Can we outwit the influenza virus with a universal vaccine?
A master of disguise, the influenza virus presents unique strains, or versions, of itself each season through its ability to mutate, rendering vaccines developed for particular strains ineffective against new viruses. A universal influenza vaccine could provide people with broad and long-lasting flu protection. But researchers did not know if the presence of existing antibodies—formed in response to a bout with the flu or a vaccination—would interfere with the efficacy of a universal vaccine.
IRP researchers led by Gary J. Nabel, M.D., Ph.D., tested if a prime-boost vaccination schedule would be negatively affected by the presence of existing antibodies. They found that animals receiving a special prime-boost vaccine regimen were still able to produce broadly neutralizing antibodies, regardless of pre-existing immunity.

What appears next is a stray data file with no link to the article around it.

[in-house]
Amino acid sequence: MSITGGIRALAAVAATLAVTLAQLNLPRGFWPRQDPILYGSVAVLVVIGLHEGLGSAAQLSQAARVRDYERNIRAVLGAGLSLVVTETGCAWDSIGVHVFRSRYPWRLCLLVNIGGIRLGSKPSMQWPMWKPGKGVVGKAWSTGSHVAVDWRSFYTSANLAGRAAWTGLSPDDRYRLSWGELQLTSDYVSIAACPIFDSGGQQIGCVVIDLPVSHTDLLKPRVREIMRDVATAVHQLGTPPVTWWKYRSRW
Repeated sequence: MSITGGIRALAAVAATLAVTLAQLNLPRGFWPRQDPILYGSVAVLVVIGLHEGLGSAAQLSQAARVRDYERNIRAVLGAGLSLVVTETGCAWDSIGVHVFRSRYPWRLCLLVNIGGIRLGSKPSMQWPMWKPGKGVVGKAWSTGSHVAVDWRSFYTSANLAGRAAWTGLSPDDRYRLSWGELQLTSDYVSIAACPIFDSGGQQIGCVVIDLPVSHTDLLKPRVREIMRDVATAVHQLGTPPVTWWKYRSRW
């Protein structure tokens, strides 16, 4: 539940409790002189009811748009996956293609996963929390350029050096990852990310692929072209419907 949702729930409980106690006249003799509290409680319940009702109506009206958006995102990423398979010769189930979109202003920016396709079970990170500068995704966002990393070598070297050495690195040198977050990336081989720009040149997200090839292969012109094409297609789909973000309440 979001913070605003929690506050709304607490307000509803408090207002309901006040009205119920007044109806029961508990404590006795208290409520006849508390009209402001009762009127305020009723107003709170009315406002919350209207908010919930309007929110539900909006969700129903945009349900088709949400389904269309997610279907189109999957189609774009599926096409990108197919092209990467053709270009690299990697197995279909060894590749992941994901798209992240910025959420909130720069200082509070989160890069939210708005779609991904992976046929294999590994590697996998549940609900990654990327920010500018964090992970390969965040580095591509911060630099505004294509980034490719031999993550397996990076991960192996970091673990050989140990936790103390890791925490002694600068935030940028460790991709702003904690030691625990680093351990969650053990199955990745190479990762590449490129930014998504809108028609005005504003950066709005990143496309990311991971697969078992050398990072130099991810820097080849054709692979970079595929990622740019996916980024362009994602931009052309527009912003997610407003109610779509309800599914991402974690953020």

Further development and testing of a universal human influenza vaccine to provide broad and long-lasting protection against multiple influenza virus strains is underway. If successful, an approved universal influenza vaccine could save billions of dollars and, more importantly, millions of lives.
Wei CJ, Yassine HM, McTamney PM, Gall JG, Whittle JR, Boyington JC, Nabel GJ. (2012). Elicitation of broadly neutralizing influenza antibodies in animals with previous influenza exposure. Sci Transl Med. 4(147), 147ra114.